Sony E 18-105mm F4 G OSS PZ (SEL-P18105G)
With the 18-105 mm F4 G OSS PZ, Sony has a practical full-range universal zoom for its mirrorless system cameras with e-bayonet and APS-C sensor. It thus lends itself as an everyday companion for the Alpha 5000, 5100 and 6000. In addition, this lens is predestined for video recording thanks to its internal power zoom. How the approximately expensive lens with the Sony G-label in the test laboratory and the practice beats, we have found out.
Really good universal zooms are few and far between, most of them have their nooks and crannies. Whether that is different at about expensive Sony E 18-105 mm F4 G OSS PZ (SEL-P18105G)? The lens adorns the Sony G label, which promises good image quality. In addition, the continuous light intensity of F4.0, the image stabilizer and the motor zoom control, in addition, zoom and focus run internally, the overall length of the lens remains the same. On paper, the SEL-P18105G promises to be a real hitout.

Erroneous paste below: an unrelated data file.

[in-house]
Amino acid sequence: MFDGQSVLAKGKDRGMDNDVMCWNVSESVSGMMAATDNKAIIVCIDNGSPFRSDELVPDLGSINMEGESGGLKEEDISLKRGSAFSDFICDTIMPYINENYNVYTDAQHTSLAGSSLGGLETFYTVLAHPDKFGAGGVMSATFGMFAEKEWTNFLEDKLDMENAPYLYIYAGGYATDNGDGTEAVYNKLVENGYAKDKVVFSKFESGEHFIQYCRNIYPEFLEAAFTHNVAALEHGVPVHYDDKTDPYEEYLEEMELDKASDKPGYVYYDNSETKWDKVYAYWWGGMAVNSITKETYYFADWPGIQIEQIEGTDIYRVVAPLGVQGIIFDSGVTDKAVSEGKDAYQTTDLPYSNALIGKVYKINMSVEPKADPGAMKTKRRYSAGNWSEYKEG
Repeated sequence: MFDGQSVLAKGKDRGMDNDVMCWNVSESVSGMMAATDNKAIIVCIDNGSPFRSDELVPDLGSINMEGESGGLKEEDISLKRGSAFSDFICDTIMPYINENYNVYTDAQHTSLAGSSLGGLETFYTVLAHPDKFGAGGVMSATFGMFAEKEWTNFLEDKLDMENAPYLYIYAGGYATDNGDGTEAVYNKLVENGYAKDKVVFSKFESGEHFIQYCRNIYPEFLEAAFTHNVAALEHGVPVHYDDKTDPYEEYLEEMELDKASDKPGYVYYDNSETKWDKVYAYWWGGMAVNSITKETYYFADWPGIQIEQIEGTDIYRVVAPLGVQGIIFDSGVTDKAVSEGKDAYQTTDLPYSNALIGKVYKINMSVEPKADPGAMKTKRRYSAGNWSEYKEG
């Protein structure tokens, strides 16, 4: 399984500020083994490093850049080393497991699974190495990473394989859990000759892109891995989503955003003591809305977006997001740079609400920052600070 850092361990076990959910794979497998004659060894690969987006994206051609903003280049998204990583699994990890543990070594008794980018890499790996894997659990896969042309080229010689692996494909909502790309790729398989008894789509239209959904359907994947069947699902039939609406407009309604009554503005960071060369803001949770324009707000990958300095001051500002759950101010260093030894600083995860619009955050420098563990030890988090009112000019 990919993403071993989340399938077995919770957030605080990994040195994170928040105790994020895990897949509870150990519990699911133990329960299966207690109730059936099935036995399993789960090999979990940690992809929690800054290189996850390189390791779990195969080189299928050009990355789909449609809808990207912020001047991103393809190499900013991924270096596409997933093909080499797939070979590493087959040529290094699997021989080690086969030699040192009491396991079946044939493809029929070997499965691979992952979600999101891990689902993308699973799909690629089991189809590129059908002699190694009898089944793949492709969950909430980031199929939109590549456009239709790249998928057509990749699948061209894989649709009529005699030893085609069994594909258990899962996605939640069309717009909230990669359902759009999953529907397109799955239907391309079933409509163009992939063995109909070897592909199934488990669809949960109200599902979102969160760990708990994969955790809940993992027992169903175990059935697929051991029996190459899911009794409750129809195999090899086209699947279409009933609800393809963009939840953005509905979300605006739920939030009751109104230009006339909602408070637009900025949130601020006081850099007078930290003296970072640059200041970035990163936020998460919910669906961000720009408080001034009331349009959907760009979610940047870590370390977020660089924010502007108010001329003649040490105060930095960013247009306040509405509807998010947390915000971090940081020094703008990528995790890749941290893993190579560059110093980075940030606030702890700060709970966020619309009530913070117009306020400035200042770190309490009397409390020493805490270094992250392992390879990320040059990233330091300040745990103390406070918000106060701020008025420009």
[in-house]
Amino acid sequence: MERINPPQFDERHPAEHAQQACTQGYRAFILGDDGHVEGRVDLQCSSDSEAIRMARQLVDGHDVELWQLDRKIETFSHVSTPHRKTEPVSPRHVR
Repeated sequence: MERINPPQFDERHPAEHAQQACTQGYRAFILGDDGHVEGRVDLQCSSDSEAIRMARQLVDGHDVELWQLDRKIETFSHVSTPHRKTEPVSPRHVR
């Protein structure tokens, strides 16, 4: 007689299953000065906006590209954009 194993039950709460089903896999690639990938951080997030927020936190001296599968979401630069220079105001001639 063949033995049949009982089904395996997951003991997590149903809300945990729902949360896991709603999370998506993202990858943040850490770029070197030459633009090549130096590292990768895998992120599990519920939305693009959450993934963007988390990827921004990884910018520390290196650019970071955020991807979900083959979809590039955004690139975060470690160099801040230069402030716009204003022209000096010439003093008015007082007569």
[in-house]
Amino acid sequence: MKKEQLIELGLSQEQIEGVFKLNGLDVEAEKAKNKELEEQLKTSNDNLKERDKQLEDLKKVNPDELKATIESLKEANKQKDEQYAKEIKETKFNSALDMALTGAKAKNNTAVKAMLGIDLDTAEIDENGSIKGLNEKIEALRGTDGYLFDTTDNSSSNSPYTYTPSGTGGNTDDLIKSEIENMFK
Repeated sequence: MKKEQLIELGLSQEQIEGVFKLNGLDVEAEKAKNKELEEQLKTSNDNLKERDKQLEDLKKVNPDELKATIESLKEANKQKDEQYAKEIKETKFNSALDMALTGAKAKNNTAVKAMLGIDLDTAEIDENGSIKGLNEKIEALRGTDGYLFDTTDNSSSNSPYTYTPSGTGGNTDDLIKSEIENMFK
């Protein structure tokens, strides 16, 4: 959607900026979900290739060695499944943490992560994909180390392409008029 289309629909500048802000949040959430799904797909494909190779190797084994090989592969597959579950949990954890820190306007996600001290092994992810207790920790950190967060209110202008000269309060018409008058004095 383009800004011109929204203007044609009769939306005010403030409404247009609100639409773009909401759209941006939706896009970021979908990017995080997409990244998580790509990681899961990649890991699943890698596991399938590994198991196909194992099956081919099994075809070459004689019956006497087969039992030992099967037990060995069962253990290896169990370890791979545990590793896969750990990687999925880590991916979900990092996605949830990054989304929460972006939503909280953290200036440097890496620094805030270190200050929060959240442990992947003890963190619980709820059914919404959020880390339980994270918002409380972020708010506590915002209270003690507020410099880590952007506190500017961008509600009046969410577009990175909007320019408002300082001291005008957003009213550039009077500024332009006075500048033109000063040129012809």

Unpacked and taken in hand consolidates this impression. The lens is large, heavy (425 grams) and looks very sturdy built, housing and bayonet are made of metal. In addition, the lens pleases with its simple, elegant design, here Sony makes no one before. A lens hood is included. Although it is made of plastic, but makes a decent impression. The lens is calculated for the APS-C image circle and has the Sony E connector. Since Sony now calls all cameras, whether alpha or e-bayonet, whether APS-C or full format simply “Alpha”, the buyer must be very careful whether the lens fits the camera. Sony currently offer the Alpha 3000, 5000, 5100 and 6000, these cameras are suitable in principle for the Sony E 18-105 mm F4 G OSS PZ. The test device used in this case is the 24 megapixel resolution Alpha 5100. At this the 18-105mm oversized acts, the combination consists more of a lens than a camera, both in terms of size and weight. In any case, the combination of the A5100’s mini-grip and the combination is hardly reasonable. On the other hand, if the left hand supports the lens, then it is quite possible to live with it.